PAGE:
Bank of England governor Mervyn King has sounded a downbeat note about the UK economy, warning that growth may slow and inflation was likely to rise.
MPs question Mervyn King at the Treasury Select Committee
Higher energy and food prices as well as the continued global credit crunch has made the outlook "uncomfortable", he told the Treasury Select Committee.
"The most likely outcome is for output growth to slow and inflation to rise at least for a period," he said.
Mr King also expressed concern about more problems on the credit markets.
And he announced a new five-week liquidity facility to assure the big banks there will be enough cash in the banking system over the Christmas holiday period.
A global credit crunch has made it difficult for many banks to raise cash - with Northern Rock being the most high-profile victim.
Mr King was appearing before the MPs to discuss this month's inflation report.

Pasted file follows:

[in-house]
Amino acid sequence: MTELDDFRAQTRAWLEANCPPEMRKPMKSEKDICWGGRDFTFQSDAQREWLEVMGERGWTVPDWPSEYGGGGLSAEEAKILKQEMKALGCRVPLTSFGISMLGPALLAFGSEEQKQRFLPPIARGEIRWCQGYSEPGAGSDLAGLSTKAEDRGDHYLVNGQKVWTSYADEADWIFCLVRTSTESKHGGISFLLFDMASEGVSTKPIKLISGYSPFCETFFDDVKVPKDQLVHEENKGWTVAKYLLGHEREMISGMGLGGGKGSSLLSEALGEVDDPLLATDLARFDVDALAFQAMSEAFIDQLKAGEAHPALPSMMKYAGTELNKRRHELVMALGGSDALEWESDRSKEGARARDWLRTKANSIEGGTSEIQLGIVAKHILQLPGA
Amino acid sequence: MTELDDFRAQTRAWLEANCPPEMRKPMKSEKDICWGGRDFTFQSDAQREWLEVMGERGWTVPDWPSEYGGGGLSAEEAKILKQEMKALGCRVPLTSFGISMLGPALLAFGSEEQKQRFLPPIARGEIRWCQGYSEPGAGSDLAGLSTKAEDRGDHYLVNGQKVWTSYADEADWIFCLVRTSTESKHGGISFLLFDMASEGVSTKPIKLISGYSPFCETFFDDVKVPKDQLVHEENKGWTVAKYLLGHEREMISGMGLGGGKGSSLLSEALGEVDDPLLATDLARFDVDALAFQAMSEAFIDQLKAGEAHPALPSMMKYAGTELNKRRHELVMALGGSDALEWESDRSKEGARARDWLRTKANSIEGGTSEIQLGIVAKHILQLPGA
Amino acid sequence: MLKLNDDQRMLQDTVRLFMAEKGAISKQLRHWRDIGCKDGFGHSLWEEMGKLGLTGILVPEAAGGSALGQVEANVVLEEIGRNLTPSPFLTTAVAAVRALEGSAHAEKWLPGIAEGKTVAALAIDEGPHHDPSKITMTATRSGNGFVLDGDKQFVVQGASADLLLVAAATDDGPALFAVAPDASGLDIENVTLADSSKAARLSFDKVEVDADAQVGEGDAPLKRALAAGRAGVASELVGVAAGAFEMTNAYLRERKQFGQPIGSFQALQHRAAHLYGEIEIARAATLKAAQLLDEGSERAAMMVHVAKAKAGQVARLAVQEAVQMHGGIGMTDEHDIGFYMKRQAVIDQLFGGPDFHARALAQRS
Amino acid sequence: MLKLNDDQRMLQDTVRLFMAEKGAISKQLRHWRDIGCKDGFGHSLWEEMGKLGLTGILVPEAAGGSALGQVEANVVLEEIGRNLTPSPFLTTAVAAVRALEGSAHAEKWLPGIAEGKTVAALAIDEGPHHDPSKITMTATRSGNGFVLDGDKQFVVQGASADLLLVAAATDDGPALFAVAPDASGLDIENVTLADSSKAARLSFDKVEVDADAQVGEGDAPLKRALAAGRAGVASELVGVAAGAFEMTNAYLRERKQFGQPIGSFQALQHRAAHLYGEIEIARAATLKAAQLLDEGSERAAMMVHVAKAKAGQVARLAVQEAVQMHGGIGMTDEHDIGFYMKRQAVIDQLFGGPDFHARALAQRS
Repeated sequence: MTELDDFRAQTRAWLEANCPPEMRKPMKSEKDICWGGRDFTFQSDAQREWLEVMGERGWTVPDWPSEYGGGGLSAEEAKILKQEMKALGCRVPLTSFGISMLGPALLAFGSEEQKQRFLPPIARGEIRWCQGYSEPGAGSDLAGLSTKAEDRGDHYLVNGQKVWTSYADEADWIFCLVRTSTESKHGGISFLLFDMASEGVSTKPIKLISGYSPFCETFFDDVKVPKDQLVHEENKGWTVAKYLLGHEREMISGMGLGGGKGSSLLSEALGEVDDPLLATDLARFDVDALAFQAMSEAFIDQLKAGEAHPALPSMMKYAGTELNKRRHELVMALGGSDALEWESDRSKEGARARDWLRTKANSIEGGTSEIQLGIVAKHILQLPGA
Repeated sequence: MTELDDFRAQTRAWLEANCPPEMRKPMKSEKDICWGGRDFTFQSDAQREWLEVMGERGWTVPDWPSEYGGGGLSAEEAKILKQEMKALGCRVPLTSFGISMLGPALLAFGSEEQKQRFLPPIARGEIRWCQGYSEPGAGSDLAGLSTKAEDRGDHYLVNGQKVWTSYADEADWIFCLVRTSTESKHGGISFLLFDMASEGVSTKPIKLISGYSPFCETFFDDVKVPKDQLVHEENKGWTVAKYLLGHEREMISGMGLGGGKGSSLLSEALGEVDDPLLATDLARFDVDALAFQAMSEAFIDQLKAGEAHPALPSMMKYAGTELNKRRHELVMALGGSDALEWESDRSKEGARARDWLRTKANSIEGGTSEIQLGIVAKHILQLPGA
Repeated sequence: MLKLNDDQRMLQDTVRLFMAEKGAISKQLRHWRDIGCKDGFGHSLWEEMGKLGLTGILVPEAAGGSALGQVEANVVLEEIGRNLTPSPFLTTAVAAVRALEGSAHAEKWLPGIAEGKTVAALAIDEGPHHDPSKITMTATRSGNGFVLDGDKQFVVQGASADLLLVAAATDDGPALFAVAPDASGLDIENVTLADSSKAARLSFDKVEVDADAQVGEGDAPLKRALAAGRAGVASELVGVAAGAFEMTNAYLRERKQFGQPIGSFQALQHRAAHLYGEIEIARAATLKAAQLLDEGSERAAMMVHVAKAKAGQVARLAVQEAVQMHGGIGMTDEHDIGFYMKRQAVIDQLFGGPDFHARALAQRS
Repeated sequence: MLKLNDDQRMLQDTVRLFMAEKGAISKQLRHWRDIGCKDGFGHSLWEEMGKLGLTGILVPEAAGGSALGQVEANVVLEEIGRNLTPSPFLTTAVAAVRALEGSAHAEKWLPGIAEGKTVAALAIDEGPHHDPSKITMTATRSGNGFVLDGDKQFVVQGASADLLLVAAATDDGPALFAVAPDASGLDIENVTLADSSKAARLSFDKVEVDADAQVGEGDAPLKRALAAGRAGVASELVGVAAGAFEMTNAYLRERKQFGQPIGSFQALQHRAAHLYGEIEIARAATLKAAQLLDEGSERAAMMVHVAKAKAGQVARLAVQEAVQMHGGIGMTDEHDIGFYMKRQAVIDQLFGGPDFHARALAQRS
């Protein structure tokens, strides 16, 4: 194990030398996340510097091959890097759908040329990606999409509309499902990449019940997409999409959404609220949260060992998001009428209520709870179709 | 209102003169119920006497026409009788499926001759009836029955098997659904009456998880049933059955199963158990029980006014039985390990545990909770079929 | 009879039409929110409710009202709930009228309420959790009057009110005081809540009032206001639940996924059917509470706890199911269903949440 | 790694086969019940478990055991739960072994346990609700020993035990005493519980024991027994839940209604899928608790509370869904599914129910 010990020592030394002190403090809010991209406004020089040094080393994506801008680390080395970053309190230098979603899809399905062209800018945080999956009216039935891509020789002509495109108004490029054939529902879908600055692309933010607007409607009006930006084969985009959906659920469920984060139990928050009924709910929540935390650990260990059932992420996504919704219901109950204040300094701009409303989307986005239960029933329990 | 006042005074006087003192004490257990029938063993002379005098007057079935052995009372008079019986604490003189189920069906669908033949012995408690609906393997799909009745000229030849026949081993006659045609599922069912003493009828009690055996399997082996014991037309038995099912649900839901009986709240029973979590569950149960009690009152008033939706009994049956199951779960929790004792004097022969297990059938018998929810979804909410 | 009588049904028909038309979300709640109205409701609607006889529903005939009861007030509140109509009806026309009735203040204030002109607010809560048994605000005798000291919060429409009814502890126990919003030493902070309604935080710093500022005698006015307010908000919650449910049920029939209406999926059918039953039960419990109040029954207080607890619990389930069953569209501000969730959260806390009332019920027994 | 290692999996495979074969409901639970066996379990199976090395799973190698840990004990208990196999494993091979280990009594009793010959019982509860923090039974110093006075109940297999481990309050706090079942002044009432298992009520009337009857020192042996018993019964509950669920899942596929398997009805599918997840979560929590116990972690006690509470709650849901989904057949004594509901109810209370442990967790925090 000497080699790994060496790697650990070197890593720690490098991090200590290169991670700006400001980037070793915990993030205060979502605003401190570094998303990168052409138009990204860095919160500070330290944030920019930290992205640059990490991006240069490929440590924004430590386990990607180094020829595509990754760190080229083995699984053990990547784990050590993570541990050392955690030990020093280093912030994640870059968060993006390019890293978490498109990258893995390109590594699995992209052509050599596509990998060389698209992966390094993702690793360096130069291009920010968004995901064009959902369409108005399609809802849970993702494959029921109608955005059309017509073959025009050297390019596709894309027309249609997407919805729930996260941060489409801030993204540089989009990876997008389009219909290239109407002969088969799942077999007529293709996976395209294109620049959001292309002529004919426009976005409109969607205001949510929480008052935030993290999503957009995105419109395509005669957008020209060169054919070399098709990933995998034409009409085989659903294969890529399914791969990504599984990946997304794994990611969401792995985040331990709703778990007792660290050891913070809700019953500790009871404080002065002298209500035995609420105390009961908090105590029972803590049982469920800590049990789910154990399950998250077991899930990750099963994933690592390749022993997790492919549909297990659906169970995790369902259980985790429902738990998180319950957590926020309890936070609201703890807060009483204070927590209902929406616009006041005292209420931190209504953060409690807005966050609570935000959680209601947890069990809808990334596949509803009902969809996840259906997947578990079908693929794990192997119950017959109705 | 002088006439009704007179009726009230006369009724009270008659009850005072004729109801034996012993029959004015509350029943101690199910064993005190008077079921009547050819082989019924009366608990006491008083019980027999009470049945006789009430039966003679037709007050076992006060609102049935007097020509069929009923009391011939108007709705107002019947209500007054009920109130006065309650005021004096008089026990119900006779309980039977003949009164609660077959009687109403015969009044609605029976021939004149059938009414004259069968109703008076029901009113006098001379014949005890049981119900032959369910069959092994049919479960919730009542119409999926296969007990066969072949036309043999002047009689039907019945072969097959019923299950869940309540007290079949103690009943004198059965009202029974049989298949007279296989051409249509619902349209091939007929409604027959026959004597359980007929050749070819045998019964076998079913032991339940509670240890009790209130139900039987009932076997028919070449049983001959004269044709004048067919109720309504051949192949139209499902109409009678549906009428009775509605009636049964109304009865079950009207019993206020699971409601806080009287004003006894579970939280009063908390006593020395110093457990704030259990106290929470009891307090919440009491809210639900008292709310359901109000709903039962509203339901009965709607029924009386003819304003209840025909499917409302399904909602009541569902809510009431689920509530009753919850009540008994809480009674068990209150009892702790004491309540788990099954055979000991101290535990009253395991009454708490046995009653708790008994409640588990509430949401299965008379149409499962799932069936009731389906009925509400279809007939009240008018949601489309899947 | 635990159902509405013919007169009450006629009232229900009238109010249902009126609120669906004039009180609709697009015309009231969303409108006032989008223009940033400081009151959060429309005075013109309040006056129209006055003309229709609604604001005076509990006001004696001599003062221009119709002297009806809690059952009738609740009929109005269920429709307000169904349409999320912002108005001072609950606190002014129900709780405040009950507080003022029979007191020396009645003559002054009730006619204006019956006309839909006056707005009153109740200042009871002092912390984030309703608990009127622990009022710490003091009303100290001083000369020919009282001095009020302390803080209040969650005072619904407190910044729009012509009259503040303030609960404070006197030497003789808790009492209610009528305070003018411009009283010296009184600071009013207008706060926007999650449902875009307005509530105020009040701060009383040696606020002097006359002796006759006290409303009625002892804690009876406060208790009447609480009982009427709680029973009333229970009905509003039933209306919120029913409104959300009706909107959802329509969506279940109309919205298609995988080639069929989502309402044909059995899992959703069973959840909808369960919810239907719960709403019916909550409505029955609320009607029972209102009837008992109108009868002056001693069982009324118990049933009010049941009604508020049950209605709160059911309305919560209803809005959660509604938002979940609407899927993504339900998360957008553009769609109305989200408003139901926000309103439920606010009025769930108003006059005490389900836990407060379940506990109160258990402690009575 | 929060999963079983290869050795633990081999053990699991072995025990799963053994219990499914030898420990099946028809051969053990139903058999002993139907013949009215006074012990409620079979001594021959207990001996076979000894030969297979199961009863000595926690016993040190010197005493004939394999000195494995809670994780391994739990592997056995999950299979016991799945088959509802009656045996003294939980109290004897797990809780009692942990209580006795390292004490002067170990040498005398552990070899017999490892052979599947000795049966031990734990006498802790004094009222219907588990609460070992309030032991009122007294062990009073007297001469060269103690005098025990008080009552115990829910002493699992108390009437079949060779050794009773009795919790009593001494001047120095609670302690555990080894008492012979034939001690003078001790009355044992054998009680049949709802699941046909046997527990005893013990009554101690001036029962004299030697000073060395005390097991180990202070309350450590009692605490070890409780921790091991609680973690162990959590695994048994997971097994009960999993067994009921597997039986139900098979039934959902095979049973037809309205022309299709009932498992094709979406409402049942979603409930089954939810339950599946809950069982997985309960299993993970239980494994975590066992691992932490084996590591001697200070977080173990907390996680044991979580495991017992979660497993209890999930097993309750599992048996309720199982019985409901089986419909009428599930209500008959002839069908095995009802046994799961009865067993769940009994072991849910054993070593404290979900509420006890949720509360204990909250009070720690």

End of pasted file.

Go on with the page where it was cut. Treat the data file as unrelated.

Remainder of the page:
He forecast that after the period of uncertainty, growth would return to its long-run average and inflation to its target of 2%, King said.
A fire alarm at the House of Commons temporarily interrupted the hearing.
BBC business editor Robert Peston said that evidence heard from the governor before the interruption was "enough to make grown men weep".
Turmoil in international financial markets has led to a tightening of credit conditions, particularly for the riskiest borrowers, King said.
This will have a knock-on effect on consumer spending, and in turn, the economy, he said.
"With borrowing more expensive and less easily available, the personal savings rate is likely to rise, leading to slower growth of consumer spending," he said.
Mr King was sceptical about whether sub-prime losses in the US could, on their own, lead to a major market slowdown.
The estimated $200bn hit taken by firms was the equivalent to a 1.5% fall in the US stock market, he added.